Tierdrop by Tierdrop: The Decline of the University of Southern Mississippi
On Thursday and Friday of last week, the University of Southern Mississippi was closed, in anticipation of a direct hit by Hurricane Ivan. As it turned out, Ivan was deflected to the east and USM's buildings and grounds were spared major damage. But no one has yet found a way to deflect President Shelby F. Thames, who remains hard at work tearing USM down from within.
We could measure the decline in a number of ways; for instance, in donors alienated, or in faculty who have fled into early retirement or taken jobs at other universities. But the most widely visible indication of decline is USM's position in the latest US News and World Report rankings, which were published last month.
US News classifies USM as one of 248"national universities." Up through 2003, it was placed in the third tier, which would rank it somewhere between 130th and 186th (US News does not publish exact ranks for institutions below the second tier). By way of comparison, Ole Miss and Mississippi State, generally regarded as the two top institutions in the Mississippi state university system, are in the third tier. This year USM has dropped into the fourth tier.
I believe that some of Shelby Thames' political sponsors are privately applauding the drop in the rankings. But there is no reason to think that Thames, a man of enormously swelled head who endlessly claims"world class" status for one or another favored aspect of USM, is consciously aiming at any such outcome. In any event the underlying agenda is the sort that can't be publicized.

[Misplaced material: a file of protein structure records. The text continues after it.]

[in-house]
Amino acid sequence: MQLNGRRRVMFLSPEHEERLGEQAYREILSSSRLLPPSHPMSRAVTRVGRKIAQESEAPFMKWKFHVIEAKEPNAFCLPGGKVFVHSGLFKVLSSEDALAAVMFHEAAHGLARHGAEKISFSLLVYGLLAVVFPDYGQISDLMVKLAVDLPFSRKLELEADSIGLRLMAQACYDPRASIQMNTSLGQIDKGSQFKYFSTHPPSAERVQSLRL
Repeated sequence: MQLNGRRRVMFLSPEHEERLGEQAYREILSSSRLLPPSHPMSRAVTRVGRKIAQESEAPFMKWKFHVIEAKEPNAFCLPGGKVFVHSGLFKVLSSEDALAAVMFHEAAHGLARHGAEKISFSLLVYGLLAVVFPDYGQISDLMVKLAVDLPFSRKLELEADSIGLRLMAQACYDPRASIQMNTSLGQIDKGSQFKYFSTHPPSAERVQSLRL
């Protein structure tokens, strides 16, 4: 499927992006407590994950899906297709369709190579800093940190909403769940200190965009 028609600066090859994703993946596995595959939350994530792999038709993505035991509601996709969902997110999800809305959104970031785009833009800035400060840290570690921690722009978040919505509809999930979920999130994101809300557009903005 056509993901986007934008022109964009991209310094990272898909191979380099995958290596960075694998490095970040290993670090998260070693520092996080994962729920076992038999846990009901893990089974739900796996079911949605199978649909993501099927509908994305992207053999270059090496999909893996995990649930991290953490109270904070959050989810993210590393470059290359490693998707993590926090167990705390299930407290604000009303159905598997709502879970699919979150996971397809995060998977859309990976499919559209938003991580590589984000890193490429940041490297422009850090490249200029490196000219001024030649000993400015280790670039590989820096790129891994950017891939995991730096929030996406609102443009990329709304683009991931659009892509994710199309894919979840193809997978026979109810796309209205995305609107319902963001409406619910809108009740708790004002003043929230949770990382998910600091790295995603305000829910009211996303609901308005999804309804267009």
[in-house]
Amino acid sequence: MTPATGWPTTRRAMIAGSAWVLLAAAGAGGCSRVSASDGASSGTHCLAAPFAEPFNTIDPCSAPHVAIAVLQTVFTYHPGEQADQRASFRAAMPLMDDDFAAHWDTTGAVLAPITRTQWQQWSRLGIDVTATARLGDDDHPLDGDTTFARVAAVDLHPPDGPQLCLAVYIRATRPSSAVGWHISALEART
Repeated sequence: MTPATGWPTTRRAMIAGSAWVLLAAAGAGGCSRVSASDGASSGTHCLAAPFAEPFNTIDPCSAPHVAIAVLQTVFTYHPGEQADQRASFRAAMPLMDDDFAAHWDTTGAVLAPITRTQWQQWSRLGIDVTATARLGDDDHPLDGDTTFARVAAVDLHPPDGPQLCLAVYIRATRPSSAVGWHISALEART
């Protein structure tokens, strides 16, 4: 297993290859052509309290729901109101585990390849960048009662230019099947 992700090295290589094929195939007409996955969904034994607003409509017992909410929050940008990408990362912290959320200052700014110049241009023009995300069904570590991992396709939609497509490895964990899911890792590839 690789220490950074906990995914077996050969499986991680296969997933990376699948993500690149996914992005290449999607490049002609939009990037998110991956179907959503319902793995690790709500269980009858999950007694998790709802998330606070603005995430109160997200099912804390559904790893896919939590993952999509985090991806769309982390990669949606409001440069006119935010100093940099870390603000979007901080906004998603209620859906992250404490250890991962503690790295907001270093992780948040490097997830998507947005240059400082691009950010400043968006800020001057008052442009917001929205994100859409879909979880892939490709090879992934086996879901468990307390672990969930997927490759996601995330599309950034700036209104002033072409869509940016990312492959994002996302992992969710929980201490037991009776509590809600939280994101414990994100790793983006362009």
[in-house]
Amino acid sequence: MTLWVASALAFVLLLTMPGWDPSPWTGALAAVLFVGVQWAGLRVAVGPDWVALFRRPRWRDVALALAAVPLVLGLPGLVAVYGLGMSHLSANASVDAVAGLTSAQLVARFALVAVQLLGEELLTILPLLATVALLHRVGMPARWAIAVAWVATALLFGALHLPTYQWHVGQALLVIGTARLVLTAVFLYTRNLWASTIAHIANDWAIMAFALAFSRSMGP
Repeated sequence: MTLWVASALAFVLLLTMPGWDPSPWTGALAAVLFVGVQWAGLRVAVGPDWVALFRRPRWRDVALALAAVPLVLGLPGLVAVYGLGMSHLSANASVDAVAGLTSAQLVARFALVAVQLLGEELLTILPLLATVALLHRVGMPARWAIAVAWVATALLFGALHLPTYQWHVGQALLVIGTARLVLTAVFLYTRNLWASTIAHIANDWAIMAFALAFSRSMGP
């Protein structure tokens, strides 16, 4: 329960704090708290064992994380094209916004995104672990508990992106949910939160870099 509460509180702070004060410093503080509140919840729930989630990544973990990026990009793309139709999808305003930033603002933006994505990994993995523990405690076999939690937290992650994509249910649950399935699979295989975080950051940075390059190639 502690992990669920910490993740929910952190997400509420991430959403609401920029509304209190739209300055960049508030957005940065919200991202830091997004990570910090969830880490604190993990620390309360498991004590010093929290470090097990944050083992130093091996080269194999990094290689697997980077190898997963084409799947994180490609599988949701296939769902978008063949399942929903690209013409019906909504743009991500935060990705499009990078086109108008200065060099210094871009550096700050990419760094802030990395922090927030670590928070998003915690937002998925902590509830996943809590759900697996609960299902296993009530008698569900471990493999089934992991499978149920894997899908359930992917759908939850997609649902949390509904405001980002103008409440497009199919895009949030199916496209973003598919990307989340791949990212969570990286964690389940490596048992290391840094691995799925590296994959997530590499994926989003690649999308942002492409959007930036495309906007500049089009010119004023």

So what is left to do, but make excuses and offload blame?
On August 21, when asked to account for the tierdrop, Thames' spokesperson Lisa Mader flopped and floundered in desperate improvisation:
"We are proud to be ranked among schools like Alabama and Michigan in the U.S. News and World Report ranking," Southern Miss spokeswoman Lisa Mader said Friday."We are a Carnegie I Research Extensive university that ranks in the Class I Southern Regional Education Board ra`nkings. The Carnegie status places us among an elite group of universities across the nation."
Unfortunately for Mader, the Carnegie classification is a function of doctoral degrees granted and grant funding for research, not of program quality. And the Universitiy of Michigan is in the first tier of the US News rankings, while the University of Alabama is in the second. It's Southern Alabama and Central Michigan that sit down in the fourth tier.
Confronted with the revelation that USM's graduate programs were not rated at all this year, because the relevant questionnaire had not been returned to US News, Mader couldn't dodge fast enough:
"We do not show receipt of a survey from U.S. News and World Report," Mader said."Obviously if we didn't receive it, we didn't complete it and return it."
US News addresses such questionnaires directly to the president's office.
On September 2, Thames convened another meeting of his President's Council. He assembled the PC in May to create the semblance of cooperation with faculty and staff, and to avoid the ongoing embarrassment of communicating with a Faculty Senate that had voted by an overwhelming margin to ask him to resign. The PC has largely accepted Thames' promises at face value (for instance, when he declared he would no longer read an employee's email without prior approval from a committee). But on this occasion Thames had Ray Folse to reckon with. Folse is a Professor of Physics who decided to put off retiring for a year.
Folse pointedly asked Thames how Lisa Mader's false statements were affecting the university's credibility with the public. In a portion of his speech unfortunately not quoted in the newspaper, Folse went on to note that Mader purported to be the spokesperson for the entire university, not Thames' personal press secretary. He asked on what basis Mader pretended to speak for the faculty. She could have told the press that President Shelby F. Thames was happy to see USM ranked with Alabama A&M and Central Michigan, Folse said, and under those circumstances no one could complain of being misled.